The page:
The inventor has already developed a technique for additionally providing, on the touch panel-installed panel 18, a flexible member with concaves and convexes corresponding to the arrangement of virtual keys, as an assistance to inputs. This invention may be combined with the personal computer according to the present invention. Placing a flexible sheet with concaves and convexes on the touch panel 18 allows various input interfaces to be automatically changed. The sheet with concaves and convexes can be provided far more inexpensively than input peripheral devices even when the user requests an input interface which is substantial, that is, which has concaves and convexes and which is deformed under force.

The invention described above in detail provides an electronic apparatus that is excellent in portability, operability, visibility, and reliability.

Additional advantages and modifications will readily occur to those skilled in the art. Therefore, the invention in its broader aspects is not limited to the specific details and representative embodiments shown and described herein. Accordingly, various modifications may be made without departing from the spirit or scope of the general inventive concept as defined by the appended claims and their equivalents.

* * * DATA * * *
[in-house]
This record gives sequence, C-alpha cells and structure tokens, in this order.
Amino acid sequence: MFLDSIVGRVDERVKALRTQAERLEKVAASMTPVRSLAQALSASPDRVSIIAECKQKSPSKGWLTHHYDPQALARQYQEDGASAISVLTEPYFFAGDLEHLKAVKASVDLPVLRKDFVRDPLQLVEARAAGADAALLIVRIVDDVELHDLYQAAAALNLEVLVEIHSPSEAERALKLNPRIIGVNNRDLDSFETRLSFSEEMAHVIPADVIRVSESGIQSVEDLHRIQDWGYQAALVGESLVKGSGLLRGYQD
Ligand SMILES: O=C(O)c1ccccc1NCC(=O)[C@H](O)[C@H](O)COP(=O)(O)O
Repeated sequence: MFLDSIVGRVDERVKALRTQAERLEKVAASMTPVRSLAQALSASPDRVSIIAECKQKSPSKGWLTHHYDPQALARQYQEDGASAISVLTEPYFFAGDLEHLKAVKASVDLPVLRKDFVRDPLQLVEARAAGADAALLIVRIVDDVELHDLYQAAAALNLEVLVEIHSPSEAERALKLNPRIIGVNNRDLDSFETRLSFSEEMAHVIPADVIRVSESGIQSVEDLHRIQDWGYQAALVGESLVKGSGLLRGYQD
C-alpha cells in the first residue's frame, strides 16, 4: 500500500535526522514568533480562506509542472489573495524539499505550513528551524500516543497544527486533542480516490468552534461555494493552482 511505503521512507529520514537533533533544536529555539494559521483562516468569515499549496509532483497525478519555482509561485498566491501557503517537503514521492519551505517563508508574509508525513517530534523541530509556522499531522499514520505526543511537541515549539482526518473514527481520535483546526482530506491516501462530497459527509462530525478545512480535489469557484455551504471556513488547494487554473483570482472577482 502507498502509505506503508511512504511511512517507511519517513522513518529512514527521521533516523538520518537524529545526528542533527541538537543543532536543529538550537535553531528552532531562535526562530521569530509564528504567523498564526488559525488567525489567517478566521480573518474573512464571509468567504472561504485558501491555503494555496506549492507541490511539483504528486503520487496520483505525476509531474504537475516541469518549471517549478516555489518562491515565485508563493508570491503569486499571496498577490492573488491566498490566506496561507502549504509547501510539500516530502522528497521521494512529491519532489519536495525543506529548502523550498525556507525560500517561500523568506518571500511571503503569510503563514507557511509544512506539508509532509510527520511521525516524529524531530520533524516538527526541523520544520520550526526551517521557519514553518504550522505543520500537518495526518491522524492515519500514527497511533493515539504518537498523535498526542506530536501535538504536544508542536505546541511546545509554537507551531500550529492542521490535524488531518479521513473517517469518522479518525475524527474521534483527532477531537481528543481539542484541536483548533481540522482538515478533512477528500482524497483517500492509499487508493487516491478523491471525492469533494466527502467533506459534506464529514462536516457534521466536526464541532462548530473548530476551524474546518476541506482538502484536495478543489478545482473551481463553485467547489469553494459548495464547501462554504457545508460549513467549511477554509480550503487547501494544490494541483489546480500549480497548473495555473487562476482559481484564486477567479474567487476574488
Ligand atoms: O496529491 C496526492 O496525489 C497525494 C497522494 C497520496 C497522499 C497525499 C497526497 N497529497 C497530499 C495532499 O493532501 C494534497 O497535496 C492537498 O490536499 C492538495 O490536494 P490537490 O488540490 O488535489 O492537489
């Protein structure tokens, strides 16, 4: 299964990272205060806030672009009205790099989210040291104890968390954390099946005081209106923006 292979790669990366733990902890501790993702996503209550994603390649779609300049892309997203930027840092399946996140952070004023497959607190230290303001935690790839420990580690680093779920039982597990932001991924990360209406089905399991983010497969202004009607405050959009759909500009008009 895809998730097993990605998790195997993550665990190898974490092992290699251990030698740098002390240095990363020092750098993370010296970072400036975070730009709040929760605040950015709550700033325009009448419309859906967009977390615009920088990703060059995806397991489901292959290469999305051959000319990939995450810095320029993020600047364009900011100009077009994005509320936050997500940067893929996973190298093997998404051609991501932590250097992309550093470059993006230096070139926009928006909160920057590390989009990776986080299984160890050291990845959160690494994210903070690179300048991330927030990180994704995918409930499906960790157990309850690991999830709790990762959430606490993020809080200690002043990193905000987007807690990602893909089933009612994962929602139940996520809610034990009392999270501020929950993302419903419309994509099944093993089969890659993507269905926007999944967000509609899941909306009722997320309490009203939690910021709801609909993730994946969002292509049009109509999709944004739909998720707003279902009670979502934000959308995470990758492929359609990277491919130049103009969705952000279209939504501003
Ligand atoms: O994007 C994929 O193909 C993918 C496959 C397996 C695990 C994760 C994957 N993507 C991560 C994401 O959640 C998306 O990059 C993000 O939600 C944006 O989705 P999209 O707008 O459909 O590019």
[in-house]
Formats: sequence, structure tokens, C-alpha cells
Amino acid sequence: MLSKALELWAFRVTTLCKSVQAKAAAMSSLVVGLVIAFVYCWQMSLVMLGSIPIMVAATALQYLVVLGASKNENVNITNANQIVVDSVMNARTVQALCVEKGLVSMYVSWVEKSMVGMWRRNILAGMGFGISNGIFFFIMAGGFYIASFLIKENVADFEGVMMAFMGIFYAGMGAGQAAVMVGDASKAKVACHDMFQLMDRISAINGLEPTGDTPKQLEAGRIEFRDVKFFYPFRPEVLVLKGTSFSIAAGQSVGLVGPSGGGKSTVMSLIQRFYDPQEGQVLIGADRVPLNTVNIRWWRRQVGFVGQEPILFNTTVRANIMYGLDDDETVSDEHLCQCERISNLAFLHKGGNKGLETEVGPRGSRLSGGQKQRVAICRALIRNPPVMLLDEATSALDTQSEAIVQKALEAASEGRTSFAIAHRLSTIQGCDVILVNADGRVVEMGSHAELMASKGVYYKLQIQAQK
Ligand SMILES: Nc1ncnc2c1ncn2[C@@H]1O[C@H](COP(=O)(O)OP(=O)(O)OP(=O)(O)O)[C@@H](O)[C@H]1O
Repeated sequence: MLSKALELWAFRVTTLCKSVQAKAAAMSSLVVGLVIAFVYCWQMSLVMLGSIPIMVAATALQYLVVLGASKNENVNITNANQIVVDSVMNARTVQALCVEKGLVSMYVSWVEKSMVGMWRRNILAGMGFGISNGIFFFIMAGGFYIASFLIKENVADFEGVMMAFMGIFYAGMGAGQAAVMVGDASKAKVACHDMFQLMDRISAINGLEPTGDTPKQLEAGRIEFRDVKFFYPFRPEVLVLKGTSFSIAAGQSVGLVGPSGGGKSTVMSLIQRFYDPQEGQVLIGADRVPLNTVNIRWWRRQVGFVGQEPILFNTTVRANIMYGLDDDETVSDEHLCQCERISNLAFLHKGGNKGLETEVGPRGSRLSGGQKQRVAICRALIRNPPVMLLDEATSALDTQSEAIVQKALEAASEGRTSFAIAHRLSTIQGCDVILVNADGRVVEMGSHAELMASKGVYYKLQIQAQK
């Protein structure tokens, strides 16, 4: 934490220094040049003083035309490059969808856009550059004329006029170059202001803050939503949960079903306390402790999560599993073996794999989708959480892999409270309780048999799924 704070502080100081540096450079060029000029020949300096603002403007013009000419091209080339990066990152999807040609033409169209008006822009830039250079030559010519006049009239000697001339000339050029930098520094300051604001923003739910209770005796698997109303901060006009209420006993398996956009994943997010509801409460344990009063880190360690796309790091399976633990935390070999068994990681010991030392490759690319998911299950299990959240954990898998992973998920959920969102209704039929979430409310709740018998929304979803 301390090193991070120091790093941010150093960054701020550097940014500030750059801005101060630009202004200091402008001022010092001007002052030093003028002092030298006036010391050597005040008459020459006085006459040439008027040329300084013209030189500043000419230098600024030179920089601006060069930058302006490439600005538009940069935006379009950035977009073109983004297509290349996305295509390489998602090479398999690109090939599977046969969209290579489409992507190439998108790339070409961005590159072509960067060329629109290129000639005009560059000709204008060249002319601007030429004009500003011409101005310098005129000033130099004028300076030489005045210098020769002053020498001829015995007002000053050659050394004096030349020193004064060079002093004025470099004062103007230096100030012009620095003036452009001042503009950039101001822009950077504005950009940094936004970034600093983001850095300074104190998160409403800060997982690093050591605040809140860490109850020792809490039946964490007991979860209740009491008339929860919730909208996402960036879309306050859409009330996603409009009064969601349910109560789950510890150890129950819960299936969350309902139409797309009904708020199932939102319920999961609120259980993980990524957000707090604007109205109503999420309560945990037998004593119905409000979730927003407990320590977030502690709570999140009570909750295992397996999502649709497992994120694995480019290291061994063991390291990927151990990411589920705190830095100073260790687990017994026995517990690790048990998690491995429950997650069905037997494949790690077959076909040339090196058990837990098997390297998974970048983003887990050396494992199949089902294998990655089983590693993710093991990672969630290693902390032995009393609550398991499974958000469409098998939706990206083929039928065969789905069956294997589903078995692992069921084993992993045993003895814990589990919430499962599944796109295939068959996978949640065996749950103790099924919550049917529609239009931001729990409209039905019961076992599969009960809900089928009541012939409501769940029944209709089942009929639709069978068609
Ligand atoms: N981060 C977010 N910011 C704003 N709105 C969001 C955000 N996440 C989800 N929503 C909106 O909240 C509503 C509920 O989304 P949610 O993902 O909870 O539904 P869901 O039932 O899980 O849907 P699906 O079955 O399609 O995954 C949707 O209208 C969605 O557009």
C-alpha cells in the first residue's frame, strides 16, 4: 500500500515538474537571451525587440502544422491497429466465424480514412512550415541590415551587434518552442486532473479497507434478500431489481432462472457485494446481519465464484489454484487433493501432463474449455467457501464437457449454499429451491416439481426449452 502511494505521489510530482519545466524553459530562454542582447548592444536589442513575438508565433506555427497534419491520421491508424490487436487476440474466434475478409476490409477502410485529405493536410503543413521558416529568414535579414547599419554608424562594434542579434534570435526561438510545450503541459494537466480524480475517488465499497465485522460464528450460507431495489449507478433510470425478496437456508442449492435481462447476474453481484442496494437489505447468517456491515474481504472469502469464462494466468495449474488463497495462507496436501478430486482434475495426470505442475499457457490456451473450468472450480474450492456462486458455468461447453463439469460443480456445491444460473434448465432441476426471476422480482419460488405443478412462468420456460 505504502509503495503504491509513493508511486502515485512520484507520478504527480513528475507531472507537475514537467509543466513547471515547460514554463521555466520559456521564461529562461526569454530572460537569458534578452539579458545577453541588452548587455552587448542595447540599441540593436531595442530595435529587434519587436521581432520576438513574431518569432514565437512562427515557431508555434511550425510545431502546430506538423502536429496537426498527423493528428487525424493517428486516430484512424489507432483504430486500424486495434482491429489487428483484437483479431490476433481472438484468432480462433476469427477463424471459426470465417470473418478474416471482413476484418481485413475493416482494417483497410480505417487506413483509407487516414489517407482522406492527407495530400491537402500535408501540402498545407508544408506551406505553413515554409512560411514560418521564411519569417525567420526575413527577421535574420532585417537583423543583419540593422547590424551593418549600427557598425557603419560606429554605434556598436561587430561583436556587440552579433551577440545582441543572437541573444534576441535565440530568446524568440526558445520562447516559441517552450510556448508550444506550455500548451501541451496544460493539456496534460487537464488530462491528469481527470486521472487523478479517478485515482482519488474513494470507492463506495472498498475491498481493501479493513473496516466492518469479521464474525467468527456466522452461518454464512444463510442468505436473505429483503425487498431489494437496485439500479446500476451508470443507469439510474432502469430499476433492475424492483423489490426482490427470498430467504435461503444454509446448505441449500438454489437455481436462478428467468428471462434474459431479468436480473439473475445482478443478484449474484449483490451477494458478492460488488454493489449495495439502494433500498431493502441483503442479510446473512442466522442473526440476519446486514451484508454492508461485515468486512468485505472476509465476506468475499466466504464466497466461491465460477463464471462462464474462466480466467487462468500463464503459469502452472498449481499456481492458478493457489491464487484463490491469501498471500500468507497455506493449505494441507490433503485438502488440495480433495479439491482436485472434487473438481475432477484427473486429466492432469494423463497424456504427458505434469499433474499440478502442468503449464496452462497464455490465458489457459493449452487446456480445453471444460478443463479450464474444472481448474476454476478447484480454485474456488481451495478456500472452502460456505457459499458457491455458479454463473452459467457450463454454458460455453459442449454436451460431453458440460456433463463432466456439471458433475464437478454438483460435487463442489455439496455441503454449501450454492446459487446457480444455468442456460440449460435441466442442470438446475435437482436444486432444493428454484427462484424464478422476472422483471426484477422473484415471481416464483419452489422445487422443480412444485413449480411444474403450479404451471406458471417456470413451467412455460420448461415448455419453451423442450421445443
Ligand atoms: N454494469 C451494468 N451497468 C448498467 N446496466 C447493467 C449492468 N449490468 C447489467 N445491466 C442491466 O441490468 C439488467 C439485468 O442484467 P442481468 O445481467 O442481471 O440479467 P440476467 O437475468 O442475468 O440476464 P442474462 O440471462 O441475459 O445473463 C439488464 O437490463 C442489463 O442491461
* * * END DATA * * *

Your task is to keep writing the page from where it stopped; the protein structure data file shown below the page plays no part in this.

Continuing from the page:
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Classifications
U.S. Classification361/679.04, 248/917, 361/679.24, 345/905, 361/679.2
International ClassificationG06F1/16
Cooperative ClassificationG09F9/301, Y10S345/905, G06F1/1632, G06F1/169, G06F1/162, G06F1/1652, G06F1/1656, G06F1/1649, G06F1/1686, G06F1/166, G06F1/1616
European ClassificationG06F1/16P9E2, G06F1/16P9D7, G06F1/16P1F4, G06F1/16P6, G06F1/16P9P2, G06F1/16P9D5A, G06F1/16P9P6, G06F1/16P1F, G06F1/16P9E